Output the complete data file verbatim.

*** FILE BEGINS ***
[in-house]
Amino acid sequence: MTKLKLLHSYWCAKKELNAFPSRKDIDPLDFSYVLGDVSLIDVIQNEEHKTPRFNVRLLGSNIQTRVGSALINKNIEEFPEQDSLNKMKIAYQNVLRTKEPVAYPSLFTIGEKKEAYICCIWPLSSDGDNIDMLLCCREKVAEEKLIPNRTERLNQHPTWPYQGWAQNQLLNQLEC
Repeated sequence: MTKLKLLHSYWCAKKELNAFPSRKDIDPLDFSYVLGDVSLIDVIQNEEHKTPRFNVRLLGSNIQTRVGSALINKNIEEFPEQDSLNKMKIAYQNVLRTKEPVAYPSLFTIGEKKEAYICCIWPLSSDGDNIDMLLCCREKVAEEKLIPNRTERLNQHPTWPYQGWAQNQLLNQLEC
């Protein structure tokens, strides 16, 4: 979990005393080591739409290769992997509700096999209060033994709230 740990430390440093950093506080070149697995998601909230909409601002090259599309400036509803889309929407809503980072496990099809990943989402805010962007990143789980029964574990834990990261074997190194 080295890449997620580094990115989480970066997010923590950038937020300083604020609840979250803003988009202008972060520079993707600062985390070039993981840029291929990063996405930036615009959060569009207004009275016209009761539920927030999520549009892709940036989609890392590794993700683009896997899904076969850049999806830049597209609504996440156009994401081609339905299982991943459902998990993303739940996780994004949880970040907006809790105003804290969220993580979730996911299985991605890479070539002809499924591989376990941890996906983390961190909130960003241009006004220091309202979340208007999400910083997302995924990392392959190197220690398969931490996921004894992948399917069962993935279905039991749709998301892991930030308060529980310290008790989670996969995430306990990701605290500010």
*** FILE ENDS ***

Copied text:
[in-house]
Amino acid sequence: MTKLKLLHSYWCAKKELNAFPSRKDIDPLDFSYVLGDVSLIDVIQNEEHKTPRFNVRLLGSNIQTRVGSALINKNIEEFPEQDSLNKMKIAYQNVLRTKEPVAYPSLFTIGEKKEAYICCIWPLSSDGDNIDMLLCCREKVAEEKLIPNRTERLNQHPTWPYQGWAQNQLLNQLEC
Repeated sequence: MTKLKLLHSYWCAKKELNAFPSRKDIDPLDFSYVLGDVSLIDVIQNEEHKTPRFNVRLLGSNIQTRVGSALINKNIEEFPEQDSLNKMKIAYQNVLRTKEPVAYPSLFTIGEKKEAYICCIWPLSSDGDNIDMLLCCREKVAEEKLIPNRTERLNQHPTWPYQGWAQNQLLNQLEC
């Protein structure tokens, strides 16, 4: 979990005393080591739409290769992997509700096999209060033994709230 740990430390440093950093506080070149697995998601909230909409601002090259599309400036509803889309929407809503980072496990099809990943989402805010962007990143789980029964574990834990990261074997190194 080295890449997620580094990115989480970066997010923590950038937020300083604020609840979250803003988009202008972060520079993707600062985390070039993981840029291929990063996405930036615009959060569009207004009275016209009761539920927030999520549009892709940036989609890392590794993700683009896997899904076969850049999806830049597209609504996440156009994401081609339905299982991943459902998990993303739940996780994004949880970040907006809790105003804290969220993580979730996911299985991605890479070539002809499924591989376990941890996906983390961190909130960003241009006004220091309202979340208007999400910083997302995924990392392959190197220690398969931490996921004894992948399917069962993935279905039991749709998301892991930030308060529980310290008790989670996969995430306990990701605290500010």